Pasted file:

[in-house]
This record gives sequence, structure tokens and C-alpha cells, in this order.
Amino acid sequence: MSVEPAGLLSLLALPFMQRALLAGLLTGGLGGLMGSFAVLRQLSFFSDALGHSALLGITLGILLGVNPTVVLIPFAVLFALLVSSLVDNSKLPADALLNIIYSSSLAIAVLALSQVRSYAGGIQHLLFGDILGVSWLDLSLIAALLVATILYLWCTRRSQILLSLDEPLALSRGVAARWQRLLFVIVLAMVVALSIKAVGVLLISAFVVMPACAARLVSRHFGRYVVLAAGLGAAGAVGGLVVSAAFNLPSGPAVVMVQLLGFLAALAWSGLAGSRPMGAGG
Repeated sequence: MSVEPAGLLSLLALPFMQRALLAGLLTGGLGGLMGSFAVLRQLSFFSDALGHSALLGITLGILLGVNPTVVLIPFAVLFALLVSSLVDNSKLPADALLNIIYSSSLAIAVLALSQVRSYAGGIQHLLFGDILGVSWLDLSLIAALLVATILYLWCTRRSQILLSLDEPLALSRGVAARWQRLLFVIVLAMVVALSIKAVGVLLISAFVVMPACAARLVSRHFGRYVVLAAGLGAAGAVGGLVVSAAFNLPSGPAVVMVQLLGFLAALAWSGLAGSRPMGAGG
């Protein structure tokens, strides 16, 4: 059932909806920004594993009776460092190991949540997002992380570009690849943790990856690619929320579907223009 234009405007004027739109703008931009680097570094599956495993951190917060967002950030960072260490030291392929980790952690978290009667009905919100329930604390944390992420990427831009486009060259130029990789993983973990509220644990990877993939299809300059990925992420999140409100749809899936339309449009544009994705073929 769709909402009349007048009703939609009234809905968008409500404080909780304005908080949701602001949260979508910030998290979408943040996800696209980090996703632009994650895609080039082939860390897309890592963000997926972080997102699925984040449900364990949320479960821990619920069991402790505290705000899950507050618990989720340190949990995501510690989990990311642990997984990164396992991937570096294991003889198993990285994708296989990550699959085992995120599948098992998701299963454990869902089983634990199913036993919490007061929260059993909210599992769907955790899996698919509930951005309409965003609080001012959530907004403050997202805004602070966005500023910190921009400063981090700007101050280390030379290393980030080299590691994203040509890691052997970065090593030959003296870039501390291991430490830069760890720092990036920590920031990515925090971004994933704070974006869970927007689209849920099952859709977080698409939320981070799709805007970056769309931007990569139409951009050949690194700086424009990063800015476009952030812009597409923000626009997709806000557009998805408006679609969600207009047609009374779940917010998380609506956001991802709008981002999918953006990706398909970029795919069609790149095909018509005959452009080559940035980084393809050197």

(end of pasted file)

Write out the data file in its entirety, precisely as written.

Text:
[in-house]
This record gives sequence, structure tokens and C-alpha cells, in this order.
Amino acid sequence: MSVEPAGLLSLLALPFMQRALLAGLLTGGLGGLMGSFAVLRQLSFFSDALGHSALLGITLGILLGVNPTVVLIPFAVLFALLVSSLVDNSKLPADALLNIIYSSSLAIAVLALSQVRSYAGGIQHLLFGDILGVSWLDLSLIAALLVATILYLWCTRRSQILLSLDEPLALSRGVAARWQRLLFVIVLAMVVALSIKAVGVLLISAFVVMPACAARLVSRHFGRYVVLAAGLGAAGAVGGLVVSAAFNLPSGPAVVMVQLLGFLAALAWSGLAGSRPMGAGG
Repeated sequence: MSVEPAGLLSLLALPFMQRALLAGLLTGGLGGLMGSFAVLRQLSFFSDALGHSALLGITLGILLGVNPTVVLIPFAVLFALLVSSLVDNSKLPADALLNIIYSSSLAIAVLALSQVRSYAGGIQHLLFGDILGVSWLDLSLIAALLVATILYLWCTRRSQILLSLDEPLALSRGVAARWQRLLFVIVLAMVVALSIKAVGVLLISAFVVMPACAARLVSRHFGRYVVLAAGLGAAGAVGGLVVSAAFNLPSGPAVVMVQLLGFLAALAWSGLAGSRPMGAGG
């Protein structure tokens, strides 16, 4: 059932909806920004594993009776460092190991949540997002992380570009690849943790990856690619929320579907223009 234009405007004027739109703008931009680097570094599956495993951190917060967002950030960072260490030291392929980790952690978290009667009905919100329930604390944390992420990427831009486009060259130029990789993983973990509220644990990877993939299809300059990925992420999140409100749809899936339309449009544009994705073929 769709909402009349007048009703939609009234809905968008409500404080909780304005908080949701602001949260979508910030998290979408943040996800696209980090996703632009994650895609080039082939860390897309890592963000997926972080997102699925984040449900364990949320479960821990619920069991402790505290705000899950507050618990989720340190949990995501510690989990990311642990997984990164396992991937570096294991003889198993990285994708296989990550699959085992995120599948098992998701299963454990869902089983634990199913036993919490007061929260059993909210599992769907955790899996698919509930951005309409965003609080001012959530907004403050997202805004602070966005500023910190921009400063981090700007101050280390030379290393980030080299590691994203040509890691052997970065090593030959003296870039501390291991430490830069760890720092990036920590920031990515925090971004994933704070974006869970927007689209849920099952859709977080698409939320981070799709805007970056769309931007990569139409951009050949690194700086424009990063800015476009952030812009597409923000626009997709806000557009998805408006679609969600207009047609009374779940917010998380609506956001991802709008981002999918953006990706398909970029795919069609790149095909018509005959452009080559940035980084393809050197």